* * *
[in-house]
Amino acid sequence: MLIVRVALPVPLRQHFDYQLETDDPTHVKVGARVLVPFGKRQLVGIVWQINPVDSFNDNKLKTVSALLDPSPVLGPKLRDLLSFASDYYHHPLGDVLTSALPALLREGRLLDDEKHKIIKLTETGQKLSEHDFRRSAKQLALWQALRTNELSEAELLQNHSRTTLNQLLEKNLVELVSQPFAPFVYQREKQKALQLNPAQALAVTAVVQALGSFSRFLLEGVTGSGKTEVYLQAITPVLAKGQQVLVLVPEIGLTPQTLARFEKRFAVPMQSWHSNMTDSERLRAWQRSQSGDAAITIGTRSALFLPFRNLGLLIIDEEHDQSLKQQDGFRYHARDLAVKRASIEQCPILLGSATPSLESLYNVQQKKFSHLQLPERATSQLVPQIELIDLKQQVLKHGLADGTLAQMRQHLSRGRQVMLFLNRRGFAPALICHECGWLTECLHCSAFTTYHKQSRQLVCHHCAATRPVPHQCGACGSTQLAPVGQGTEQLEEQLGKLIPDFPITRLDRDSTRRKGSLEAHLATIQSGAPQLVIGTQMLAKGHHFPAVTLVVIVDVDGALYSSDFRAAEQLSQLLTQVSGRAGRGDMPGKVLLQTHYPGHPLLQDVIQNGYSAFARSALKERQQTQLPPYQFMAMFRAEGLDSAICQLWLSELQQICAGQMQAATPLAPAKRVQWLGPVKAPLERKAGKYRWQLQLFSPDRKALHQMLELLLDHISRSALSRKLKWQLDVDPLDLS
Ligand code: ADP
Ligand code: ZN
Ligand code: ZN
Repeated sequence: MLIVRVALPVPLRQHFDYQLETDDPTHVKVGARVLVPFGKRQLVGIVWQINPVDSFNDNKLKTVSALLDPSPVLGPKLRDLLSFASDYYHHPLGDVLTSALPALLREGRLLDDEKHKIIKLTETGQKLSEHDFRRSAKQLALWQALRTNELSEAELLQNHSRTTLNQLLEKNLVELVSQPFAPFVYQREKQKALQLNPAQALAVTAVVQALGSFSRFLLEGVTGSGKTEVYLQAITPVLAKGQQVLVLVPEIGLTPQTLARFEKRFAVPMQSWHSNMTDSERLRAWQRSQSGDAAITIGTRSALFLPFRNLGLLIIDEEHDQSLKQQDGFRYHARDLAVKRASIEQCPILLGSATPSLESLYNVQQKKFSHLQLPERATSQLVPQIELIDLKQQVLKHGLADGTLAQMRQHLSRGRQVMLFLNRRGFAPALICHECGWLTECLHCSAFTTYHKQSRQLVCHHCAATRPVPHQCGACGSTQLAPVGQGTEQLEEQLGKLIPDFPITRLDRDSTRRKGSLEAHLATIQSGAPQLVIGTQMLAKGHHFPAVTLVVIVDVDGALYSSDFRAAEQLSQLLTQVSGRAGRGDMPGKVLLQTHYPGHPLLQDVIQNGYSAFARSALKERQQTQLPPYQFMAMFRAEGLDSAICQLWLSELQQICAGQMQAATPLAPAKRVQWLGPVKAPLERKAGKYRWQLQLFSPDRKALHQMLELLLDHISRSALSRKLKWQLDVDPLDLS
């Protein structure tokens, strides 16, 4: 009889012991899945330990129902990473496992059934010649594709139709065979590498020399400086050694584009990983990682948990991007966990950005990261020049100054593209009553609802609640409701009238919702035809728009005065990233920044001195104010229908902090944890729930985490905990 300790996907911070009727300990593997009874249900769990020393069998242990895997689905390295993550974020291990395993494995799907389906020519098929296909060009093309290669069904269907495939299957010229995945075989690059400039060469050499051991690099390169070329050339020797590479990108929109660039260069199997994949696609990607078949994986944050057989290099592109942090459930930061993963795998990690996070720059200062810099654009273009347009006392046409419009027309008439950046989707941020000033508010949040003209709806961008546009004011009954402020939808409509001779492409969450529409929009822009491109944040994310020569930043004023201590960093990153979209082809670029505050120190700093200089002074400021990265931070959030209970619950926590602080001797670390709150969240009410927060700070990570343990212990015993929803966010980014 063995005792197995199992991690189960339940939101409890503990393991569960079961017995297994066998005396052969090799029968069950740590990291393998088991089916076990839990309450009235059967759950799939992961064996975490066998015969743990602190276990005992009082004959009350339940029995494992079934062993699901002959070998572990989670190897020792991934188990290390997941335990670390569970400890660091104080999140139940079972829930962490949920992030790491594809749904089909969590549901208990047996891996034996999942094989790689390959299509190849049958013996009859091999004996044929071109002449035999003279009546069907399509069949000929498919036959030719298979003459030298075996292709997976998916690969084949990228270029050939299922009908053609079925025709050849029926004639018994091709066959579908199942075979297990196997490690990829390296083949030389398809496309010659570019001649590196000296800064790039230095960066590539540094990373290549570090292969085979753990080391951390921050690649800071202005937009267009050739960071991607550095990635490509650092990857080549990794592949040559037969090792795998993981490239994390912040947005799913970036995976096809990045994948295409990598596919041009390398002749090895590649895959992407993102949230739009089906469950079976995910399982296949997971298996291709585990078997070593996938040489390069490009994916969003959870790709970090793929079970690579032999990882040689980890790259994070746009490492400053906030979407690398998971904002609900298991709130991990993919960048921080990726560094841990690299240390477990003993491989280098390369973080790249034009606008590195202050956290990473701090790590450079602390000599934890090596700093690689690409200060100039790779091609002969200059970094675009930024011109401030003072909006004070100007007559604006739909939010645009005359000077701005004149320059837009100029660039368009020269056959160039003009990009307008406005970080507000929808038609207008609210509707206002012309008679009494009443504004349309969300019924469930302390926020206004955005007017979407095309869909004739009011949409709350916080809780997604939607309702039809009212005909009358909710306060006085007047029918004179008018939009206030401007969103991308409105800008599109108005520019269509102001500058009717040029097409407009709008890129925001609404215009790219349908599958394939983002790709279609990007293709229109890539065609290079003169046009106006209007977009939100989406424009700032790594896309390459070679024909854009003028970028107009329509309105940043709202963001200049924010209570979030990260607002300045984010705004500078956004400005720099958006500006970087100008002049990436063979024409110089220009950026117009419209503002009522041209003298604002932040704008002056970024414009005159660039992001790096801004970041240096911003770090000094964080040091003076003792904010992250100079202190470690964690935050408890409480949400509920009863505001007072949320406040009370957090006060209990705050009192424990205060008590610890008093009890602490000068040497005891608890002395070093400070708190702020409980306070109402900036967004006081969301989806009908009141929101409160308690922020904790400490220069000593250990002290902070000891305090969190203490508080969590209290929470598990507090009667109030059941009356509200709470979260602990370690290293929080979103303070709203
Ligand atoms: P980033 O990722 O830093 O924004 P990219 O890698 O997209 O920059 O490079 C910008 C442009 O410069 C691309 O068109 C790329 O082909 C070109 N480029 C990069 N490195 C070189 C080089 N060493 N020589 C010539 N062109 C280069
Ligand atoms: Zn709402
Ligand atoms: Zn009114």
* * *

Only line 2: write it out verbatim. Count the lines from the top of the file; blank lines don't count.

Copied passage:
Amino acid sequence: MLIVRVALPVPLRQHFDYQLETDDPTHVKVGARVLVPFGKRQLVGIVWQINPVDSFNDNKLKTVSALLDPSPVLGPKLRDLLSFASDYYHHPLGDVLTSALPALLREGRLLDDEKHKIIKLTETGQKLSEHDFRRSAKQLALWQALRTNELSEAELLQNHSRTTLNQLLEKNLVELVSQPFAPFVYQREKQKALQLNPAQALAVTAVVQALGSFSRFLLEGVTGSGKTEVYLQAITPVLAKGQQVLVLVPEIGLTPQTLARFEKRFAVPMQSWHSNMTDSERLRAWQRSQSGDAAITIGTRSALFLPFRNLGLLIIDEEHDQSLKQQDGFRYHARDLAVKRASIEQCPILLGSATPSLESLYNVQQKKFSHLQLPERATSQLVPQIELIDLKQQVLKHGLADGTLAQMRQHLSRGRQVMLFLNRRGFAPALICHECGWLTECLHCSAFTTYHKQSRQLVCHHCAATRPVPHQCGACGSTQLAPVGQGTEQLEEQLGKLIPDFPITRLDRDSTRRKGSLEAHLATIQSGAPQLVIGTQMLAKGHHFPAVTLVVIVDVDGALYSSDFRAAEQLSQLLTQVSGRAGRGDMPGKVLLQTHYPGHPLLQDVIQNGYSAFARSALKERQQTQLPPYQFMAMFRAEGLDSAICQLWLSELQQICAGQMQAATPLAPAKRVQWLGPVKAPLERKAGKYRWQLQLFSPDRKALHQMLELLLDHISRSALSRKLKWQLDVDPLDLS